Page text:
THE TSUNAMI CHALLENGE: AFTER THE TENT
A competition for the MIT and Cambridge community during Spring Break March 21-25, 2005
The challenge of the workshop was to brainstorm innovations in the resettlement process for Tsunami affected countries. Immediate large-scale demands, limited materials, disrupted communities, stressed government capabilities suggest new thinking is welcome. Tapping the creativity of students from throughout the extended MIT community offered an opportunity to rethink approaches to housing disaster-affected families.
The Challenge targeted the phase after the immediate disaster needs are addressed, and the search is for more permanent housing and settlement. What can be done that bridges immediate disaster relief and permanent development? Tents are the standard quick first-response for resettlement, but they have a limited lifespan and can only be temporary. 'After the tent' captures the concept of the next step, and this is the focus of the challenge.
Teams of students from MIT, Harvard, Rhode Island School of Design, and Tufts participated in 6 teams. The Challenge was carried out over a 'short' week: the first two afternoons were 'resource sessions' on Indonesia and Sri Lanka, the remaining two afternoons were spend in individual team mentoring, and the final presentations were Friday afternoon. The proposals of the six teams were as follows:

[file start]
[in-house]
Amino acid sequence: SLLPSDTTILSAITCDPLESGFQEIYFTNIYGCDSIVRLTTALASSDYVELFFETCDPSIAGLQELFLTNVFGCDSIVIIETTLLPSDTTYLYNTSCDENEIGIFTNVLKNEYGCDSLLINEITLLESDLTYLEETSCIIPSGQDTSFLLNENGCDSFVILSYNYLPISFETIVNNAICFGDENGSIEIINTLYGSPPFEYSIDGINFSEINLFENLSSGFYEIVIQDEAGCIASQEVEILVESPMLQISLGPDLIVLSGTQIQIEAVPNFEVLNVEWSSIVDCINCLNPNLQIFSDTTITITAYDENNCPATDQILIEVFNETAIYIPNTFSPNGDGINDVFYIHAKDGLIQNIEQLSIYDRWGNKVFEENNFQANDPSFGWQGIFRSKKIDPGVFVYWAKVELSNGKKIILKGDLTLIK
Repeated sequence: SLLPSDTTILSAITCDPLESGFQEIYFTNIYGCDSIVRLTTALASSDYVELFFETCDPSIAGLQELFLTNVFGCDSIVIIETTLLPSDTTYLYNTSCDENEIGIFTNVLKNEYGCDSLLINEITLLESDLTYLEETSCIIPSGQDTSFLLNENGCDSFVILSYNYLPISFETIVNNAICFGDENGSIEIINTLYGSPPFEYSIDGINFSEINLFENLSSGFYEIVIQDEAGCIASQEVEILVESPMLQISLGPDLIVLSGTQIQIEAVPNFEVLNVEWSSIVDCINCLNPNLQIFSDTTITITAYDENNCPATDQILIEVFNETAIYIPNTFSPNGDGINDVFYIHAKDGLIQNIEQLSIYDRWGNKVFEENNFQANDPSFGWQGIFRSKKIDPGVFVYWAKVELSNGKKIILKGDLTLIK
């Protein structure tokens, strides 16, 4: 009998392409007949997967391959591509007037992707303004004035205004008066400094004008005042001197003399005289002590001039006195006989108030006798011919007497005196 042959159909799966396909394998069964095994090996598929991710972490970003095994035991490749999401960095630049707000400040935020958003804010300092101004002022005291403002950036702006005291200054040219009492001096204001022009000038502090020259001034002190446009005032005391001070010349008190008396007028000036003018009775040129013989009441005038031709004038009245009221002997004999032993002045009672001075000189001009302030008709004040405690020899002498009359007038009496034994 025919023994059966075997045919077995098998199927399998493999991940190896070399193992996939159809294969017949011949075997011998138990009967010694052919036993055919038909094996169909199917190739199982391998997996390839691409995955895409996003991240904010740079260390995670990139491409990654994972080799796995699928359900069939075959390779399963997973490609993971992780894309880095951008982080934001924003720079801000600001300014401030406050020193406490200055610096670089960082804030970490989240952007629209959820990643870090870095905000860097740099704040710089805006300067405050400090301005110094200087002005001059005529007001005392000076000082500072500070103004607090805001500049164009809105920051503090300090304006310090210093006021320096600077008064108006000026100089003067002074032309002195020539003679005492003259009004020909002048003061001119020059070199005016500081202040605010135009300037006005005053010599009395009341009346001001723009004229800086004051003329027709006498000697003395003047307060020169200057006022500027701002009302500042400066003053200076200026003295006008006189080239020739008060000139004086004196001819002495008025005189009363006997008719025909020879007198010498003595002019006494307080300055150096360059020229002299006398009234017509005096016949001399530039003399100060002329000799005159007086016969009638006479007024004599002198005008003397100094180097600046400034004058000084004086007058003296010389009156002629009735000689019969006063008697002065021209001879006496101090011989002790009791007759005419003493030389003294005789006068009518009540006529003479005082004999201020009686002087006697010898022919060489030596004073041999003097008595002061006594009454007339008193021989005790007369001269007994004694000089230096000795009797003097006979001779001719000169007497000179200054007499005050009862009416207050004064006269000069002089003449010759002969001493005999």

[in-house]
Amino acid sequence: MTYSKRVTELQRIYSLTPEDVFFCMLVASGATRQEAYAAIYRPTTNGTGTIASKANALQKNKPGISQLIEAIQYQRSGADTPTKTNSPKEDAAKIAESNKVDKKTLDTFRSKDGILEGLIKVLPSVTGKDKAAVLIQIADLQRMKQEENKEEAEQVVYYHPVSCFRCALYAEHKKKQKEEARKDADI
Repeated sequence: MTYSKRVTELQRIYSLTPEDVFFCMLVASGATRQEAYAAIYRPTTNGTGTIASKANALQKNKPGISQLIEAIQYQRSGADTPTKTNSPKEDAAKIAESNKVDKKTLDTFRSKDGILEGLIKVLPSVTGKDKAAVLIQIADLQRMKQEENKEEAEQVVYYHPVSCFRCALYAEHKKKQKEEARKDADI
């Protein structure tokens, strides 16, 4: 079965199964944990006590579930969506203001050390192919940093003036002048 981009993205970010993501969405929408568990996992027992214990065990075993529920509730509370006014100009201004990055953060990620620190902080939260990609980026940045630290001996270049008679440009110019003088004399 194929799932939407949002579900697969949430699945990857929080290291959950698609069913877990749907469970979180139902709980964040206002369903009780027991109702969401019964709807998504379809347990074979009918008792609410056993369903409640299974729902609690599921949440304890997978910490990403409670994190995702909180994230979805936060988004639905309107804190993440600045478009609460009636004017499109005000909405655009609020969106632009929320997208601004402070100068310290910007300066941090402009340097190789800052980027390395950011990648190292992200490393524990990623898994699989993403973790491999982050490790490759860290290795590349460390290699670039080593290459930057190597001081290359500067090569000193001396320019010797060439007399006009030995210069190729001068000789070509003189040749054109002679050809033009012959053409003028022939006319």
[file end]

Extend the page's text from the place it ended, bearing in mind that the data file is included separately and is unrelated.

-"Participatory Framework for the Acehnese Community" (Team MIT-1)
- "100 Mosques 100 Dossoons" (Team MIT-2)
-"Post-Tsunami Reconstruction Guidelines"
- "Deviating from the New D.U.Z." (De-Urbanized Zone) (Team RISD-1)
- "From Housing to Homes" (Team US-1)
- "A Framework for Managing Design" (GSD-1)
And who were the winners? Panelists debated long among themselves as to which to choose, since the approaches were so varied but all excellent. And in the final discussions, it was agreed to send representatives from all the teams to present their ideas to the Office of US Foreign Disaster Assistance in Washington, D.C. However, the GSD-1 Team inched out the rest with MIT-3 and RISD-1 teams second, and MIT-2 third.
Resource experts include Prof. Ryadi Adityavarman, Architect from Indonesia currently teaching at Wentworth; Hubert Murray, Architect and Planner, also teaching studios in the Department of Architecture; Marc Older, Planner, who recently visited Sri Lanka and evaluated housing reconstruction; Eswaran Selevrajah, Architect and Planner formerly of Sri Lanka and expert in housing and settlement upgrading; and Dr. Sanith Wijesinghe, who recently returned from Sri Lanka assisting in medical relief efforts, Prof. Michelle Addington, Harvard School of Design, Dr. Robert Cowherd, RISD, who had carried out extensive research in Indonesia and had just returned from Banda Aceh, and Dr. Reinhard Goethert, who had worked earlier with the UNHCR and Sri Lanka, and more recently with fishing communities in Indonesia.
Representatives from the teams have been invited to present their ideas to Office of US Foreign Disaster Assistance (OFDA), United States Agency for International Development (USAID), Washington, D.C
The workshop was hosted by SIGUS (Special Interest Group in Urban Settlement) of the School of Architecture and Planning, MIT, directed by Dr. Reinhard Goethert, and in collaboration with Prof. Robert Cowherd, Rhode Island School of Design.